According to Dr. Vlassara, this indicates that your actual chronological age may not be as significant a factor in aging and health as the AGEs in your food. A finding that’s even more impressive: The patients with kidney disease had a similarly substantial reduction after just one month on the AGE-less diet.

THE HEAT IS ON…

We asked Dr. Vlassara to explain how the AGEs get into foods. She explained that they develop as a chemical reaction when heat is combined with protein and different sugars—and noted that meat-rich diets are especially bad, since meats contain high levels of easily oxidizable fat and protein.

There is a third point that is crucial to understand—which is that removing all visible fat when you cook meats doesn’t solve the problem. All cells in meats contain not only fat and proteins, but also sugars—some more reactive than others. Therefore, exposure to high heat will still cause AGEs to form in meat at much higher levels than in starch even if you cut away the visible fat. In fact, Dr. Vlassara explained that when you see meat brown while cooking, what you’re witnessing is the rapid reaction among proteins, fats and those reactive sugars to the heat. And because full-fat milk and cheese also are animal products, they, too, develop high levels of AGEs when they are cooked.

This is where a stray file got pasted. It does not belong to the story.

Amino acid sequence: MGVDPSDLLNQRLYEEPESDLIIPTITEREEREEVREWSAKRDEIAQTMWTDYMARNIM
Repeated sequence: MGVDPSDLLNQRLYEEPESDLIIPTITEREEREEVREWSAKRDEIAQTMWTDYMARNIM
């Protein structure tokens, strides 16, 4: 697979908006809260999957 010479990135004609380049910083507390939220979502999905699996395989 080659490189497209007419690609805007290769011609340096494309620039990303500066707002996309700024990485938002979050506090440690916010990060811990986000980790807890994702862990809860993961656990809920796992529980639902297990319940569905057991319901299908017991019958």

Even worse, manufacturers often add AGE-containing flavor enhancers or coloring (such as caramel) to processed and packaged foods. You may be surprised to learn that a major offender in this category is dark-colored soda. Generally speaking, fast foods and processed/packaged foods also tend to be high in AGEs, which gives us yet another reason to avoid them.

The good news is, it’s not all that difficult to reduce the amount of AGEs in your diet, Dr. Vlassara said. It just requires making some modest changes in the way you prepare food. Her suggestions…

MEATS

  • Marinate in an acid-based mixture (such as vinegar or lemon juice) before cooking, which helps reduce the amount of AGEs produced by heat. Note: Avoid marinades containing sugar, such as most barbecue and teriyaki sauces.